It is possible to perform algebraic and mathematical operations on populated IXTrunfile objects
as the IXTrunfile object is more complicated than other simple datasets there are certain rules as to how a simple algebraic operation might be performed
Consider a run file as a pair of IXTdata objects, one for the detector information and one for the monitor information, together with various objects that are for everything else. The ‘everything else’ includes the instrument description, user, source, but in particular the IXTspectra and IXTdetector classes as part of IXTinstrument. The IXTdata object contains bridging arrays to the IXTspectra object. For the purposes of the algebra, lets write an IXTrunfile as: R= α(d,m)
where α the ‘everything else’ d dataset2D or array of dataset2D, or (if no detector map given) unassigned.
Binary operators with a d1d, d2d, scalar, vector, array
We permit the addition if the two conditions are true: (i) the operation is valid on both the detector and monitor dataset2D (using whatever rules apply to dataset2d as at the moment) (ii) the resultant detector and monitor dataset2d have the same sizes as the initial ones (this ensures that the ‘everything else is valid)
In summary, (if a dash refers to the detector or monitor IXTdata being unassigned):
α(d,m) + a = α(d+a,m+a)
α(d,-) + a = α(d+a,-)
α(-,m) + a = α(-,m+a)
Binary operators for two run files
The different cases for consideration when combining two runfiles are legion – what if they have different numbers of detector and or monitor mapping, what if they have the same number of workspaces but different grouping of spectra, what if they have no monitor workspaces, what if from different instrument? The best criteria for algebra are
- Simple to implement, which will probably also satisfy:
- Simple for a user to predict the behaviour,
- Not place undue restrictions on what can be combined,
- Does the sensible thing in commonly encountered situations.
Simple to implement is important, as it means code is also less prone to bugs. Simple for a user to predict is important – the outcome should be intuitively obvious. This will probably follow from ‘simple to implement’: if we don’t treat lots of special cases then the user won’t be worrying about lots of rules that need to be remembered. We shouldn’t place unnecessary restrictions: e.g. if a user wants to add MARI and HET data let them: they probably have a good reason to be trying to do so. It also means that the code doesn’t have to make copious checks, or worry too much about how to combine the ‘everything else’. Finally, the first three rules mean that the scheme will almost certainly do the sensible thing in common situations.
For the sake of definiteness, consider addition. The rules for any other binary operation will be the same. The minimum scheme is: (i) Add the D2D for each of the detector and monitor data (using implicitly whatever rules we have in place for the algebra of dataset2d regarding sizes of arrays, units, point or histogram) i.e. (d1,m1) + (d2,m2) = (d1+d2, m1+m2) (ii) The ‘everything else’ comes from the IXTrunfile whose number of detector workspaces and monitor workspaces match those of the pair of D2D resulting from the operations on the detector and monitor D2D. If the D2D operations produce a pair whose dimensions do not match one of the two input pairs, then the operation is invalid. That is, we require the number of y values to satisfy (nd1+d2, nm1+m2) = (nd1, nm1) or (nd2, nm2) In particular this forbids the case where have (nd1,nm1)=(41472,1) and (nd2,nm2)=(1,3) – this would result in (41472,3) following the rules for adding D2D of different dimensions together. In the case when both α1 and α2 match, then take α1.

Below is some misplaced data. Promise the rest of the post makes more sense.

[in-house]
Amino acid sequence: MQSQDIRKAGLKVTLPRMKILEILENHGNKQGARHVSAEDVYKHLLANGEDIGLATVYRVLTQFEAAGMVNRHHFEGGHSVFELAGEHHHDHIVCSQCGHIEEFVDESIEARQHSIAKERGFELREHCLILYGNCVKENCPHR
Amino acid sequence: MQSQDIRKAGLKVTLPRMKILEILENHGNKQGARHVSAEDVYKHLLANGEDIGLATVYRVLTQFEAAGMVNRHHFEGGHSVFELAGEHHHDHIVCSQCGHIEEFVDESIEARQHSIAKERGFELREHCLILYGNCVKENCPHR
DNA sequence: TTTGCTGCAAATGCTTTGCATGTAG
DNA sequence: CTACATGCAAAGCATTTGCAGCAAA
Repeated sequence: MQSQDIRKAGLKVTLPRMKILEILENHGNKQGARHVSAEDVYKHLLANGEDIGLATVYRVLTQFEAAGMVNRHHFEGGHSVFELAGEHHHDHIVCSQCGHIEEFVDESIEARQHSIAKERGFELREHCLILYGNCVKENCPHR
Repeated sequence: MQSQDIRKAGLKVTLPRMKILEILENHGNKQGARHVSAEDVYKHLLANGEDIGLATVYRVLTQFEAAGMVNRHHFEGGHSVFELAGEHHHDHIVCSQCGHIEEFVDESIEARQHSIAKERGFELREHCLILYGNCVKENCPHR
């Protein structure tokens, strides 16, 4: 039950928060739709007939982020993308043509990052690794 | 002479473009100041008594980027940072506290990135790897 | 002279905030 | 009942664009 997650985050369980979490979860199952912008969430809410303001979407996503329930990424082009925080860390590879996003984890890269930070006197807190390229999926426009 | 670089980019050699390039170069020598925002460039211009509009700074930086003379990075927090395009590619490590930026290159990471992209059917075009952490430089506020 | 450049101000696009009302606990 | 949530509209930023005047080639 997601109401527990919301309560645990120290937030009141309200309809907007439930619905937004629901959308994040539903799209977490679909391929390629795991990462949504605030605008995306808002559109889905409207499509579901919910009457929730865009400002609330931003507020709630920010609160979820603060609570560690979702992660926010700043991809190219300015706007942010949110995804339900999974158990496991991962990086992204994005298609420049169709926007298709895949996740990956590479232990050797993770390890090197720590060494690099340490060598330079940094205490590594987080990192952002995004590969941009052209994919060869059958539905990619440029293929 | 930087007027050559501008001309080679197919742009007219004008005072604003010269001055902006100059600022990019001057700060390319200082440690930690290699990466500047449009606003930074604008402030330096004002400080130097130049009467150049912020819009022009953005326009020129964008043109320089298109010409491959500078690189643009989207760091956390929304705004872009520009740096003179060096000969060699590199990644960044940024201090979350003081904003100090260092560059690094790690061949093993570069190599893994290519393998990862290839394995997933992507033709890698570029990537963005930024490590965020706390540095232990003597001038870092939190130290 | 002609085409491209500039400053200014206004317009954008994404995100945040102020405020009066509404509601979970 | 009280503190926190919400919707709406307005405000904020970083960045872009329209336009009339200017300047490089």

These rules are fine when d and m are assigned for both runfiles. Likewise, if m is assigned for neither, or d is assigned for neither, then we apply the same principles to just the d or the m, respectively. In summary:
α1 (d1,m1) + α2 (d2,m2) = α (d1+d2, m1+m2) α is whichever of α1 and α2 match (α1 if both match); operation invalid if neither α1 nor α2 match α1 (d1,-) + α2 (d2,-) = α (d1+d2, -)
α1 (-,m1) + α2 (-,m2) = α (-, m1+m2)
The above forbids some operations we would like to perform, in particular if the operation is ‘divide’ and we want to normalise the detectors by a monitor. In this case we would want to be able to achieve this operation by having no detector map file, i.e. we want R1/R2 = α1(d1,m1) / α2(-,m2) = α1(d1/m2, m1/m2) for m2 corresponding to a single monitor. So let’s consider the various combinations of unassigned detector and/or monitor d2D:
α1 (d1,-) + α2 (d2,m2) = α (d1+d2, d1+m2) α is α2 if it matches; else operation is invalid. (This rule is the same as the one above, as α1 is guaranteed not to match) α1 (-,m1) + α2 (d2,m2) = α (m1+d2, m1+m2)
and by symmetry;
α1 (d1, m1) + α2 (d2,-) = α (d1+d2, m1+d2) α is α1 if it matches; else operation is invalid (This rule is the same as the one above, as α1 is guaranteed not to match)
α1 (d1, m1) + α2 (-,m2) = α (d1+m2, m1+m2)
(The qualitative rule here is: ‘if one of d and m is unassigned for just one of the two runfiles, fill in the missing d or m with the m or d respectively, then add as when nothing is missing’)
α1 (d1,-) + α2 (-,m2) = α (d1+m2, -) Same rule on α as always
α1 (-, m1) + α2 (d2,-) = α (m1+d2, -)
all these functions have a basic syntax and do not take any parameters except for shift_x
the operation is appled to both the monitor data and the detector data.
>> runfile_out=fn_x(runfile_in,parameters) >> runfile_out=fn_x_mon(runfile_in,parameters) >> runfile_out=fn_x_det(runfile_in,parameters)